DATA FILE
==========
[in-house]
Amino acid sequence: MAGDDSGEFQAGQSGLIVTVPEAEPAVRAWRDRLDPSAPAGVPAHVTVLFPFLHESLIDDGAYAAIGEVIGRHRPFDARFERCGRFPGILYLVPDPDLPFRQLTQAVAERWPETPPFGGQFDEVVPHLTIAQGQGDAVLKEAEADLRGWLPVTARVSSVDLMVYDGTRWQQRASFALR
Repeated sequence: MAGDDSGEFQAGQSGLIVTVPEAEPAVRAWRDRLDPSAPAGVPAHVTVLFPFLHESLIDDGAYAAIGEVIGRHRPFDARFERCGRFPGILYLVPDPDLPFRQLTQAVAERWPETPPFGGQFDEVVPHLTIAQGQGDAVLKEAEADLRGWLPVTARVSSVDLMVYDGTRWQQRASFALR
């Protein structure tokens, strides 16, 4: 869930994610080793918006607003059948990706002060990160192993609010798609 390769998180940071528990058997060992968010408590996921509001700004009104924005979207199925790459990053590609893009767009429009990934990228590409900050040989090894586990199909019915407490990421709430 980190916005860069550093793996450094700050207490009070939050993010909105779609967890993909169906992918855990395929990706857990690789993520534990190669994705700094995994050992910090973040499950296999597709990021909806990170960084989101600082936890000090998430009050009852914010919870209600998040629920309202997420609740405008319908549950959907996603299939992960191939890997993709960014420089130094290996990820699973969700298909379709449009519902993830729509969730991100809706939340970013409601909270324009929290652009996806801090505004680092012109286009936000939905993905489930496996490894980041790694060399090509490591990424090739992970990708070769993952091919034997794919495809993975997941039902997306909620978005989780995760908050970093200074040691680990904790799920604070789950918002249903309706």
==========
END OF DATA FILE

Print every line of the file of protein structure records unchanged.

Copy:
[in-house]
Amino acid sequence: MAGDDSGEFQAGQSGLIVTVPEAEPAVRAWRDRLDPSAPAGVPAHVTVLFPFLHESLIDDGAYAAIGEVIGRHRPFDARFERCGRFPGILYLVPDPDLPFRQLTQAVAERWPETPPFGGQFDEVVPHLTIAQGQGDAVLKEAEADLRGWLPVTARVSSVDLMVYDGTRWQQRASFALR
Repeated sequence: MAGDDSGEFQAGQSGLIVTVPEAEPAVRAWRDRLDPSAPAGVPAHVTVLFPFLHESLIDDGAYAAIGEVIGRHRPFDARFERCGRFPGILYLVPDPDLPFRQLTQAVAERWPETPPFGGQFDEVVPHLTIAQGQGDAVLKEAEADLRGWLPVTARVSSVDLMVYDGTRWQQRASFALR
């Protein structure tokens, strides 16, 4: 869930994610080793918006607003059948990706002060990160192993609010798609 390769998180940071528990058997060992968010408590996921509001700004009104924005979207199925790459990053590609893009767009429009990934990228590409900050040989090894586990199909019915407490990421709430 980190916005860069550093793996450094700050207490009070939050993010909105779609967890993909169906992918855990395929990706857990690789993520534990190669994705700094995994050992910090973040499950296999597709990021909806990170960084989101600082936890000090998430009050009852914010919870209600998040629920309202997420609740405008319908549950959907996603299939992960191939890997993709960014420089130094290996990820699973969700298909379709449009519902993830729509969730991100809706939340970013409601909270324009929290652009996806801090505004680092012109286009936000939905993905489930496996490894980041790694060399090509490591990424090739992970990708070769993952091919034997794919495809993975997941039902997306909620978005989780995760908050970093200074040691680990904790799920604070789950918002249903309706």